He must’ve said that a dozen times in his short time as PM, and it pissed me off every time, because much like the most recent PM’s speech, it’s just words. Cherry picked examples and flowery language that hides that simple fact that the ‘Gap isn’t Closing’ through conscious decisions that are made by those in government.

I know that statement will upset a lot of people, those who say “Well, what are we going to do to close the gap? Throwing money at it doesn’t help!” as though shit doesn’t cost money, or as though the money that is ‘thrown at’ Indigenous affairs is in the hands of Indigenous people. Controlled by Indigenous community controlled organisations, or used to address the broader issues underpinning Indigenous disadvantage, like the refusal to discuss issues of Indigenous Sovereignty, which Jimmy Clements protested in Canberra for some 80 years ago.

It seems the PM forgot all of the other times people have petitioned and protested the government in his speech too, from William Cooper leading a deputation of Aboriginal people to petition the Prime Minister in 1935, the Ten Points formulated at the 1938 Day of Mourning meetings, or the Aboriginal Tent Embassy still standing in Canberra despite countless efforts to tear it town, the 1963 Yirrkala Bark Petition, 1988 Barunga statement, 1998 Elcho Island and Yirrkala petitions or the 2008 bark petitions, the Redfern Alliance Statement, or the Uluru Statement from the Heart. Not to mention the countless other protests, marches, petitions, or even the countless government reports which have been ignored by the very governments who initiated them, the national inquiries and royal commissions, going back even further than the opening of Parliament.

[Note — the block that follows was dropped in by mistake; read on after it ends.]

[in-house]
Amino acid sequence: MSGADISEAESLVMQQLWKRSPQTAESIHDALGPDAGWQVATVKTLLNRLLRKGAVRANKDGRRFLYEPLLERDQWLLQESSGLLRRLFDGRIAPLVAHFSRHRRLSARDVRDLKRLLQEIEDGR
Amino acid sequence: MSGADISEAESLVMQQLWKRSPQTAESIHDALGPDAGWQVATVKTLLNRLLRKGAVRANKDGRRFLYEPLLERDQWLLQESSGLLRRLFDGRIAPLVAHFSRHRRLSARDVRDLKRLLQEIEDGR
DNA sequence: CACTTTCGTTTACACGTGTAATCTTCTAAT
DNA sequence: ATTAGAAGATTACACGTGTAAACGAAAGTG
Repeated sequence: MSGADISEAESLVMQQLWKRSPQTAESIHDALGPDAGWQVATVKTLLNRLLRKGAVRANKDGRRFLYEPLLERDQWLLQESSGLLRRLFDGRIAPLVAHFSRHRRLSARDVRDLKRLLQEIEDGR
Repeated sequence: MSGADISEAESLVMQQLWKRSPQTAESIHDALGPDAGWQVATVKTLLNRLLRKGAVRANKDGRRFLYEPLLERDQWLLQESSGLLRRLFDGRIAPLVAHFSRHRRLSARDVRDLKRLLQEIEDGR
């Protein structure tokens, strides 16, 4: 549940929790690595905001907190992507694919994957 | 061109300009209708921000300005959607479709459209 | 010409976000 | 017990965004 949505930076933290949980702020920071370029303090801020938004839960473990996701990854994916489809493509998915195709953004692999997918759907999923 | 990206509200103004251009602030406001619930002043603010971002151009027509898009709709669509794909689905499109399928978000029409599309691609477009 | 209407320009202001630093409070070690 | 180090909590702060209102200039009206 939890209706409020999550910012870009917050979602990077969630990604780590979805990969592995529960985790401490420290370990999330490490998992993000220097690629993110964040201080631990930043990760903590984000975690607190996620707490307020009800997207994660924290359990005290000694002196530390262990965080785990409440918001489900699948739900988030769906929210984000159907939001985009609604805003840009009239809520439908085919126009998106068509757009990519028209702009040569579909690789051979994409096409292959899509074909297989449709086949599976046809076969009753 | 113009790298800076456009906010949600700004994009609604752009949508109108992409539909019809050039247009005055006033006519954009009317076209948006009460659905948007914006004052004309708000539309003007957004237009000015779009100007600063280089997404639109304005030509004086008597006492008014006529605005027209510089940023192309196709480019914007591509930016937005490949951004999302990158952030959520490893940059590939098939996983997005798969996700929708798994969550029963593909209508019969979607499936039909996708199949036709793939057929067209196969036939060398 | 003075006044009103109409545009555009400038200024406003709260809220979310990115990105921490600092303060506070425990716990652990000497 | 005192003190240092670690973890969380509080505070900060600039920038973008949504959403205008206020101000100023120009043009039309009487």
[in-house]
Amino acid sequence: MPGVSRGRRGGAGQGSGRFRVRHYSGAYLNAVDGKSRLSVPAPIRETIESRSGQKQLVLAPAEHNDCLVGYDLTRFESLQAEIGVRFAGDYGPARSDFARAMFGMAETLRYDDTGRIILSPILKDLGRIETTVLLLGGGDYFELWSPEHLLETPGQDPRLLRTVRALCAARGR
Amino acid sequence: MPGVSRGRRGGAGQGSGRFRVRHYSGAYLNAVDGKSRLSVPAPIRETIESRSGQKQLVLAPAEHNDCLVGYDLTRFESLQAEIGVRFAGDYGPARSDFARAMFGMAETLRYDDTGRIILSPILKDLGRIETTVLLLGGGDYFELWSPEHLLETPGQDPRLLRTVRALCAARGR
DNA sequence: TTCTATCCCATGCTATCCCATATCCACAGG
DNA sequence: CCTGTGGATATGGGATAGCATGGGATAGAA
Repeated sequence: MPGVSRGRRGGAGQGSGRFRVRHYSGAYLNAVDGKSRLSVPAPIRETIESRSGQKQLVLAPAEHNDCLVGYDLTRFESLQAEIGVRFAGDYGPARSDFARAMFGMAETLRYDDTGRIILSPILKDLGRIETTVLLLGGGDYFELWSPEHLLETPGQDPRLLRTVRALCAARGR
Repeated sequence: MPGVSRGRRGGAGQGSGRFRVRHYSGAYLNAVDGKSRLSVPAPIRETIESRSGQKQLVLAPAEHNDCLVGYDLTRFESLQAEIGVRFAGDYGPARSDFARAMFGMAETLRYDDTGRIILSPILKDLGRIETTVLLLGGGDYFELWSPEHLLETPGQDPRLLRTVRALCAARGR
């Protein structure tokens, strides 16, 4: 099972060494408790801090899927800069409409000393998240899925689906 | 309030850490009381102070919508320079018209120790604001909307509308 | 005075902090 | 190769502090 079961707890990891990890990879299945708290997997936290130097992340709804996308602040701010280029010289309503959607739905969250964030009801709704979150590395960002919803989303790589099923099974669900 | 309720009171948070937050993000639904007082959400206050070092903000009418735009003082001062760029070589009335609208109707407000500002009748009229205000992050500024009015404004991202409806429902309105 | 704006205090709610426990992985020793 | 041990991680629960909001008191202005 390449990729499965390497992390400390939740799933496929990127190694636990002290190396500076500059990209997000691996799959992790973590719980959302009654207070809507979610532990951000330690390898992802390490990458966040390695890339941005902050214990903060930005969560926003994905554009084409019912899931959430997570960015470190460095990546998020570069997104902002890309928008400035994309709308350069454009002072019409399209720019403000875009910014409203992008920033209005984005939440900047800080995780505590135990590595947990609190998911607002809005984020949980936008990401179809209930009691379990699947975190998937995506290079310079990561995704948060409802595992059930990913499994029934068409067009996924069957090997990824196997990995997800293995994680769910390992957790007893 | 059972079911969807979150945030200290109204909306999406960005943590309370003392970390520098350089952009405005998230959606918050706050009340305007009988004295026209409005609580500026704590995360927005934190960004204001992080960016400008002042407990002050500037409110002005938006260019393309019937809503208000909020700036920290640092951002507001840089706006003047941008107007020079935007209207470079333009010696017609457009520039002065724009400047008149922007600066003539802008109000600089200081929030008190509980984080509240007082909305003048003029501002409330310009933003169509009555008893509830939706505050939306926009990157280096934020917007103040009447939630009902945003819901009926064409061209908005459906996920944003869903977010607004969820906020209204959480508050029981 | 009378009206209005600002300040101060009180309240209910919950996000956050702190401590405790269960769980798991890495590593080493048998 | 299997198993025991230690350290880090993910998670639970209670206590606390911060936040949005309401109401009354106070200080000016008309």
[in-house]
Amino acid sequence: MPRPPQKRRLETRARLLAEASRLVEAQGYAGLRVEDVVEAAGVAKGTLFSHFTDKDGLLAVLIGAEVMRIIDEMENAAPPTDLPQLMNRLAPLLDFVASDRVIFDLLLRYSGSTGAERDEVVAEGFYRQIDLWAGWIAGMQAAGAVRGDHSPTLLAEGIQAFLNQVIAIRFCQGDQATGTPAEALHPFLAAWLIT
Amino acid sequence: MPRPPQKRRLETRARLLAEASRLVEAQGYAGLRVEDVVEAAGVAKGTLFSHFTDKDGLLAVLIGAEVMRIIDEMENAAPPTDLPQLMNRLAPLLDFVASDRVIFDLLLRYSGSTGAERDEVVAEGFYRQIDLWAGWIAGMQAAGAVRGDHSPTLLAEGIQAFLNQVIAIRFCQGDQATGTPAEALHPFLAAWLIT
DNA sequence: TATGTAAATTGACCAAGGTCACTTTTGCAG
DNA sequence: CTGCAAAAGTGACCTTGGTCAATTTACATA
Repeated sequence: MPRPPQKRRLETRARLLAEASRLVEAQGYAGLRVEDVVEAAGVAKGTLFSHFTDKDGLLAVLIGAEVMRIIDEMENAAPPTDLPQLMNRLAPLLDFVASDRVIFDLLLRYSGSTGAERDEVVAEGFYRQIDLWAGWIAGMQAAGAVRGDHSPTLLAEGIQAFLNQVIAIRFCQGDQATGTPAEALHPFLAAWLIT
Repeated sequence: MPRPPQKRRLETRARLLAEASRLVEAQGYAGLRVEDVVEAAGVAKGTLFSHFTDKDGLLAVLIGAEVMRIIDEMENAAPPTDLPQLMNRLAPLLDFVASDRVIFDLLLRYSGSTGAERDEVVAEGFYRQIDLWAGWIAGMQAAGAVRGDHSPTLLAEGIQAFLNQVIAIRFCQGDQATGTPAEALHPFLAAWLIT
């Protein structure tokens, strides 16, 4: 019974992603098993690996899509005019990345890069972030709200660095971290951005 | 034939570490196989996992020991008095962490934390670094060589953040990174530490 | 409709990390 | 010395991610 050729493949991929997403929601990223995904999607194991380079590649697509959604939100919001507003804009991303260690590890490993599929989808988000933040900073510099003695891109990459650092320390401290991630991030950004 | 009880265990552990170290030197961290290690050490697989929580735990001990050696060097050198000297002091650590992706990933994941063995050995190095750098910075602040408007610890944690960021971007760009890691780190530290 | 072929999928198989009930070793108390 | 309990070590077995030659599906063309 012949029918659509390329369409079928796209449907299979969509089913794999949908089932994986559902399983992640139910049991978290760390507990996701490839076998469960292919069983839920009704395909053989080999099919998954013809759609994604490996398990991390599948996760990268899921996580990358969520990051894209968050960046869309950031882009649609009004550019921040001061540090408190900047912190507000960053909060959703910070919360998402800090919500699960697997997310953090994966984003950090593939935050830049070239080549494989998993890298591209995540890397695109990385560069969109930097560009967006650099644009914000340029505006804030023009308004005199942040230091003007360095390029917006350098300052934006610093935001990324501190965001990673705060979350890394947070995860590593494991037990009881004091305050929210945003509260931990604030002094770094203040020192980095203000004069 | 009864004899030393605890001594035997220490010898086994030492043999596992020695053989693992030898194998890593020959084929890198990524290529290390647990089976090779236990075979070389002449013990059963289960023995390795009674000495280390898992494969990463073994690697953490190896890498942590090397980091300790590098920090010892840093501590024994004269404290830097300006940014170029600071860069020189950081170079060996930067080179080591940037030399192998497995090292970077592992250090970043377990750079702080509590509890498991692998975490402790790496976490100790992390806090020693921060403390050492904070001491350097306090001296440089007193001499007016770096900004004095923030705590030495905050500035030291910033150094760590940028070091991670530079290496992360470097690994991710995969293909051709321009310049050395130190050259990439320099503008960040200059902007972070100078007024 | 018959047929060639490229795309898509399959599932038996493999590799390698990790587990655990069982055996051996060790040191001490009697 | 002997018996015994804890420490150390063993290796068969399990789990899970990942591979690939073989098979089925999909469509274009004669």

Or even just Alwyn Doolan who walked some 8000km from Cape York to Canberra hoping to talk to the PM only to be snubbed, and that was only a couple of months ago.

Hell, even speeches given at the Logies of all places are calling you out for this shit.

When the PM talks about us walking together I suspect he imagines it to be like that Jesus story of there being two footprints in the sand with him and other white saviours carrying us in our most difficult times, but in truth where’s there’s only been one set of footprints on our ‘shared journey’ it’s been because they were either riding on our backs carrying a whip and a carrot, or nowhere to be seen.

Another history lesson the PM might like to reflect on is those brave white explorers who kidnapped Aboriginal people, put them in chains, and force feed them salt to make them show the way to waterholes which could then be destroyed to make wells for stock routes… that is the power dynamic we now see, that is the journey we are still on.

When we walk with you it is usually because we have no choice, and the path you are leading us on is not for our benefit but yours.

An Indigenous minister for Indigenous Affairs is not a Treaty. It is not self-determination. It is not community control. It is not what the countless petitions and protests have called for.

It’s cool, and time will tell how Minister Wyatt works out, but self-determination does not come simply from having one Indigenous person in a position of power within government, overseeing a portfolio that controls some 7% of Indigenous funding. It comes from Indigenous communities having collective decision making powers.

And it is fairly clear that is not the direction you are trying to take us in.